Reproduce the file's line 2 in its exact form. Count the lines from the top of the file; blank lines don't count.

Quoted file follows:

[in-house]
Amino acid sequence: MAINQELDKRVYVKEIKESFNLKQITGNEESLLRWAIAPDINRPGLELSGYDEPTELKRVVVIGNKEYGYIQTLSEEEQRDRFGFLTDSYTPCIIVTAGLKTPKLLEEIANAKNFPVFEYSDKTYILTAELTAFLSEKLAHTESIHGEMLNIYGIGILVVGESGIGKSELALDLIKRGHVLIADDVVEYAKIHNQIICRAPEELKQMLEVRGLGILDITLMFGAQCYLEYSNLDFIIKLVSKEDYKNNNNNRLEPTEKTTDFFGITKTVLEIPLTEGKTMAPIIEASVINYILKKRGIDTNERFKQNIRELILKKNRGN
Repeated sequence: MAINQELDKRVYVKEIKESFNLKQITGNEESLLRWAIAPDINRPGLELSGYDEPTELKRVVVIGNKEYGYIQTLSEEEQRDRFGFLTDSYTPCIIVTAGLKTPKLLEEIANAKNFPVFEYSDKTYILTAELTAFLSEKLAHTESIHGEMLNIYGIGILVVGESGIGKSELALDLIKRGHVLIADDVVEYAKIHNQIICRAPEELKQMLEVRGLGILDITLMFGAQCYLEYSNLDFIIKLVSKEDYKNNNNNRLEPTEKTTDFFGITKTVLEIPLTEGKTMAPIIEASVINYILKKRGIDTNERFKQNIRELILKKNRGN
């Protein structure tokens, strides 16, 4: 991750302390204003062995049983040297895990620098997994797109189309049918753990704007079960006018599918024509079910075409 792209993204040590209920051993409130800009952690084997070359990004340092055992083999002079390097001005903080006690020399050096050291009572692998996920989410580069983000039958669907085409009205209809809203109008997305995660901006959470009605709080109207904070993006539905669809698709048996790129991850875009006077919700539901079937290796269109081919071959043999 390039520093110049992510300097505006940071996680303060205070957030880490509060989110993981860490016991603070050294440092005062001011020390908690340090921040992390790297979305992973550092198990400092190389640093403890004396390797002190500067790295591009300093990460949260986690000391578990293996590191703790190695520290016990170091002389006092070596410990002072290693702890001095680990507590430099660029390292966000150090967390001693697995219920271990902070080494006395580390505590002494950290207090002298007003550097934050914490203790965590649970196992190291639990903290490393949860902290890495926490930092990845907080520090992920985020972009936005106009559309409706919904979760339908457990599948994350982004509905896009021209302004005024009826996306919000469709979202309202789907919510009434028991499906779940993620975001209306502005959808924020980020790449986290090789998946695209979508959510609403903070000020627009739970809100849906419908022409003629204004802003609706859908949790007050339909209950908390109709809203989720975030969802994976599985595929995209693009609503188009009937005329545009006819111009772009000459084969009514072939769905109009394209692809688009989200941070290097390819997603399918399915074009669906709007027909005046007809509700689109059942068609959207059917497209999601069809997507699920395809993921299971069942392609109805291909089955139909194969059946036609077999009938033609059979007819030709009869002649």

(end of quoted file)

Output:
Amino acid sequence: MAINQELDKRVYVKEIKESFNLKQITGNEESLLRWAIAPDINRPGLELSGYDEPTELKRVVVIGNKEYGYIQTLSEEEQRDRFGFLTDSYTPCIIVTAGLKTPKLLEEIANAKNFPVFEYSDKTYILTAELTAFLSEKLAHTESIHGEMLNIYGIGILVVGESGIGKSELALDLIKRGHVLIADDVVEYAKIHNQIICRAPEELKQMLEVRGLGILDITLMFGAQCYLEYSNLDFIIKLVSKEDYKNNNNNRLEPTEKTTDFFGITKTVLEIPLTEGKTMAPIIEASVINYILKKRGIDTNERFKQNIRELILKKNRGN